Community Relations

Navigating Traffic Woes: Sugar House’s Quest for Improvement

In recent decades, this chic Salt Lake City community has erupted in high-density residential and commercial growth, setting the stage for challenging traffic congestion and parking conundrums.


SUGAR HOUSE — And people driving along 2100 South — the main east-west thoroughfare in Sugarhouse — often face traffic delays and parking dilemmas that can cause the area’s charm to wear a bit thin.

But city officials and staff have worked to get ahead of the problem. In November 2018, voters approved an $87 million “Funding Our Future” bond to pay for much-needed improvements to major streets, 21st South among them.

“In Sugarhouse, 2100 South is used for everything,” said Salt Lake City Transportation Director Jon Larsen. “And that can be really challenging.”

The community’s rough boundaries extend from 500 East to 2100 East, between 1300 South and 2700 South — roughly 5.7 square miles according to And says that more than 42,000 people call it home.

Congestion problems plague Sugar House. Photos by John Taylor.

The community’s widespread appeal draws more than its share of vehicle traffic, compounding its challenges.

“Cars are so inefficient space wise. If you widen the streets to accommodate all the cars, then you don’t have any space left for anything else,” Larsen said.

In addition to accessing nearby shops and restaurants, 21st South also provides entry to connecting residential streets. And widening the alternately two- to four-lane road is not an option, since many storefronts directly border sidewalks and streets.  

“As Sugarhouse continues to grow vertically and intensify, the only way you can accommodate more people is to get them out of their cars,” Larsen said. “Luckily, we have the S line and the accompanying trail.”

The two-mile S Line — a trolley that connects South Salt Lake to Sugarhouse and the TRAX light rail system — runs alongside a bike and walking path that connects to Parley’s Trail network.

In May, extensive plans to reconstruct 2100 South from 700 East to 1300 East in 2024-2025 were made public, revealing the pressures that come along with intense growth.

For example:

  • More than 600,000 pedestrians flock to Monument Plaza (1078 E. 2100 South) per year
  • Approximately 30,000 vehicles use 2100 South every day
  • About 80 percent of those vehicles stop for some reason
  • Left turns contribute to 37 percent of crashes on 2100 South 
  • Speeds during rush hour range from 18 to 22 mph in the morning and 10 to 13 mph in the evening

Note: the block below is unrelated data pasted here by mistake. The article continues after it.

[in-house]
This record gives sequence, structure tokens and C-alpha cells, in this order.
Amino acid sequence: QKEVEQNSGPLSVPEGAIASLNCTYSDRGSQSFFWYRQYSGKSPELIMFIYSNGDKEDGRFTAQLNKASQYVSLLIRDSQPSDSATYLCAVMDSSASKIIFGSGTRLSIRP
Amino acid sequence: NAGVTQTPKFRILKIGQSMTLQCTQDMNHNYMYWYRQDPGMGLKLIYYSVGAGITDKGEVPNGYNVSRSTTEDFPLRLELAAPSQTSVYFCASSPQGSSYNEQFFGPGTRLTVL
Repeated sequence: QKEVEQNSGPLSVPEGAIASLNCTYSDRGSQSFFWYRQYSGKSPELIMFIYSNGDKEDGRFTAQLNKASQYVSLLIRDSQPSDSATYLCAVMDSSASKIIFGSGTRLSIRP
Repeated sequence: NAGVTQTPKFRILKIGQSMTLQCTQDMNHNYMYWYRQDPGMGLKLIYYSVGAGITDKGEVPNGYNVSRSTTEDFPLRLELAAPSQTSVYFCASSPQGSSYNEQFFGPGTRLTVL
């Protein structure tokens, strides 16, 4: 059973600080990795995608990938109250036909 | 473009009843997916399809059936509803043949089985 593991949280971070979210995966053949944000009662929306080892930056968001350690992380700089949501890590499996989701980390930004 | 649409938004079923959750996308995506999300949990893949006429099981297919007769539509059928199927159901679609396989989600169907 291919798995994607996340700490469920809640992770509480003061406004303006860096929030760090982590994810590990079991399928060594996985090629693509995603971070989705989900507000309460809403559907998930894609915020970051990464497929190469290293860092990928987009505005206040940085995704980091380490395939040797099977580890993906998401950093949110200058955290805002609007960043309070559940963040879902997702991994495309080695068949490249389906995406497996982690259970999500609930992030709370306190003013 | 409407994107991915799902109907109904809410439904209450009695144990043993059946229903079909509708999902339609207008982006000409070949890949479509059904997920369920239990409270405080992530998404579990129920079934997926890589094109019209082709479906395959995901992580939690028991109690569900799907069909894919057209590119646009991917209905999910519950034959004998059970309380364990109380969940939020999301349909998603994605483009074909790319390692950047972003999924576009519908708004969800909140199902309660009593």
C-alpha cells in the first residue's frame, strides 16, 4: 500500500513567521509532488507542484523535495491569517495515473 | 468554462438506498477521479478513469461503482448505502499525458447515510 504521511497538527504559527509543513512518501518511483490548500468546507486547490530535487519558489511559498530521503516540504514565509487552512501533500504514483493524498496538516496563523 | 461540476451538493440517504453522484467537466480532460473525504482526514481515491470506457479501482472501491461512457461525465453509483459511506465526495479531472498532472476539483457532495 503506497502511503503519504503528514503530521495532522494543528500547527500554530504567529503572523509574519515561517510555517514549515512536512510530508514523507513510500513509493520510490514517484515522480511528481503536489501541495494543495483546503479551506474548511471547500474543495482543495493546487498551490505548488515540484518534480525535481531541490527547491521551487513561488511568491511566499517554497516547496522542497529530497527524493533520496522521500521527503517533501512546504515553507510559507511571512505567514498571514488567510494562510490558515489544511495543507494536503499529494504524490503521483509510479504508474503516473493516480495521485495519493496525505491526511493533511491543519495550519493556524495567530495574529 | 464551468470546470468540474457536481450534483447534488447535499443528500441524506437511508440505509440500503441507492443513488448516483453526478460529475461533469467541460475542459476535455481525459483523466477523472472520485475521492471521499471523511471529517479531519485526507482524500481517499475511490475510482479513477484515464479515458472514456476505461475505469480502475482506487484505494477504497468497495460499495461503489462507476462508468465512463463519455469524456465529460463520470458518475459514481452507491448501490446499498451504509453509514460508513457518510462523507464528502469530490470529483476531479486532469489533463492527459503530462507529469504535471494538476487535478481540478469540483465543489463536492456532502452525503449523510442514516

• UTA’s Bus Route 21 carries about 1,500 riders per day

Planned improvements include installing dedicated left-turn lanes and crash-reducing medians at key intersections along 2100 South to reduce the number of unexpected traffic stops. 

More trees and public space will also be added, along with biking and pedestrian-friendly travel areas along 2100 South.

Planners are also looking at solutions to Sugar House parking problems.

As far as parking, Larsen said that location matters and “how you crack that nut is kind of complicated.”

“There’s enough parking — but not necessarily enough created for each individual business,” Larsen said. “And there’s just not enough on-street parking to ever meet that full demand.”

Erika Wiggins, who co-chairs the Sugarhouse Chamber of Commerce, provided a map charting five paid and six public parking lots that serve the area, along with 109 customer spaces dedicated to specific businesses.

By email, Wiggins said she was unaware of any new parking developments in the works.

Business owners on 2100 South said their customers frequently deal with parking and traffic challenges.

This February, Rae Clapper opened Sugar House Craft & Create in the old Rockwood Furniture building at 1066 E. 2100 South. Many of her customers come to her art space to engage in scrapbooking for several hours at a time.

With very few stalls out front, Clapper said that most of them — with bags or rolling totes filled with craft materials in tow — park a couple blocks away or end up paying $10 at a nearby underground lot. 

“I give customers my cell phone number and say ‘text me when you get here and I will happily help you bring all your stuff in,’” Clapper said, expressing eagerness to find better solutions.

Last August, Mark Morris opened Work Hive in the Historic Hyrum Jensen Mansion at 775 E. 2100 South — a site near the community’s west edge. 

“When you get into the middle of Sugarhouse, traffic slows down,” Morris said. “But what we deal with here are people who are driving speeds that are certainly not appropriate for the neighborhoods.”

Morris noted that many Work Hive members who live within a couple of miles will bike to his Sugarhouse location. “They say biking is great in Sugarhouse — except on 2100 South,” Morris said. “The city is planning to add a pretty significant shared-use path along the south side of 21st South, which will give cyclists a safe place to bike.”

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